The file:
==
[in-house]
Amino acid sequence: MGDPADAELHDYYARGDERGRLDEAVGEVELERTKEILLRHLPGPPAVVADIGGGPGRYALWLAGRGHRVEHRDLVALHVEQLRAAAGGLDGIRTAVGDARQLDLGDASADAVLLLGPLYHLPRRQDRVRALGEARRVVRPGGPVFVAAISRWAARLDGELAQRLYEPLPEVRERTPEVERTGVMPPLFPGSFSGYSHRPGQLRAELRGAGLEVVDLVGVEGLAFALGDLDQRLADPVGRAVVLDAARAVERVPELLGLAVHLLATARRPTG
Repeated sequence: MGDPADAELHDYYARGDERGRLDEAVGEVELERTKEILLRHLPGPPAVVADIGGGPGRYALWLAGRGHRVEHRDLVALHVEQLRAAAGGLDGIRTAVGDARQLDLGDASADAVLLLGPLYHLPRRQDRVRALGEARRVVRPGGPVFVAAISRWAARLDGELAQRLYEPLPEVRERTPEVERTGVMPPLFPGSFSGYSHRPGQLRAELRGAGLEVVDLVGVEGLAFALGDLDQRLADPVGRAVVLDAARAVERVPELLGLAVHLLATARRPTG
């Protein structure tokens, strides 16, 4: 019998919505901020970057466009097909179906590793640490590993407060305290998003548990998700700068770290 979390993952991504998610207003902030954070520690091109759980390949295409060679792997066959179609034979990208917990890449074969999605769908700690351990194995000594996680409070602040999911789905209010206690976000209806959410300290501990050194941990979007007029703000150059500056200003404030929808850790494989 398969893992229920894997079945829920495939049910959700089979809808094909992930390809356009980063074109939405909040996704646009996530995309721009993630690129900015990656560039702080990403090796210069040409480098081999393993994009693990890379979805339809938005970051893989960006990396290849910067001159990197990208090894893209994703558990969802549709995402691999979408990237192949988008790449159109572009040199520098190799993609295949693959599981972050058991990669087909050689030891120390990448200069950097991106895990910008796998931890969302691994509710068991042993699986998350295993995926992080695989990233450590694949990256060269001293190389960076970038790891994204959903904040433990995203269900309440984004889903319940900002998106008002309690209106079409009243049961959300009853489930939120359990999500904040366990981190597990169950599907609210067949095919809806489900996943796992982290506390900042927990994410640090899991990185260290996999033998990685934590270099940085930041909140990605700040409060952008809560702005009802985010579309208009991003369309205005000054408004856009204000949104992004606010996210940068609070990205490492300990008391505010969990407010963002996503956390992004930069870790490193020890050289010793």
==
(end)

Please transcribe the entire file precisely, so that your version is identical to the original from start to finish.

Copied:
[in-house]
Amino acid sequence: MGDPADAELHDYYARGDERGRLDEAVGEVELERTKEILLRHLPGPPAVVADIGGGPGRYALWLAGRGHRVEHRDLVALHVEQLRAAAGGLDGIRTAVGDARQLDLGDASADAVLLLGPLYHLPRRQDRVRALGEARRVVRPGGPVFVAAISRWAARLDGELAQRLYEPLPEVRERTPEVERTGVMPPLFPGSFSGYSHRPGQLRAELRGAGLEVVDLVGVEGLAFALGDLDQRLADPVGRAVVLDAARAVERVPELLGLAVHLLATARRPTG
Repeated sequence: MGDPADAELHDYYARGDERGRLDEAVGEVELERTKEILLRHLPGPPAVVADIGGGPGRYALWLAGRGHRVEHRDLVALHVEQLRAAAGGLDGIRTAVGDARQLDLGDASADAVLLLGPLYHLPRRQDRVRALGEARRVVRPGGPVFVAAISRWAARLDGELAQRLYEPLPEVRERTPEVERTGVMPPLFPGSFSGYSHRPGQLRAELRGAGLEVVDLVGVEGLAFALGDLDQRLADPVGRAVVLDAARAVERVPELLGLAVHLLATARRPTG
């Protein structure tokens, strides 16, 4: 019998919505901020970057466009097909179906590793640490590993407060305290998003548990998700700068770290 979390993952991504998610207003902030954070520690091109759980390949295409060679792997066959179609034979990208917990890449074969999605769908700690351990194995000594996680409070602040999911789905209010206690976000209806959410300290501990050194941990979007007029703000150059500056200003404030929808850790494989 398969893992229920894997079945829920495939049910959700089979809808094909992930390809356009980063074109939405909040996704646009996530995309721009993630690129900015990656560039702080990403090796210069040409480098081999393993994009693990890379979805339809938005970051893989960006990396290849910067001159990197990208090894893209994703558990969802549709995402691999979408990237192949988008790449159109572009040199520098190799993609295949693959599981972050058991990669087909050689030891120390990448200069950097991106895990910008796998931890969302691994509710068991042993699986998350295993995926992080695989990233450590694949990256060269001293190389960076970038790891994204959903904040433990995203269900309440984004889903319940900002998106008002309690209106079409009243049961959300009853489930939120359990999500904040366990981190597990169950599907609210067949095919809806489900996943796992982290506390900042927990994410640090899991990185260290996999033998990685934590270099940085930041909140990605700040409060952008809560702005009802985010579309208009991003369309205005000054408004856009204000949104992004606010996210940068609070990205490492300990008391505010969990407010963002996503956390992004930069870790490193020890050289010793």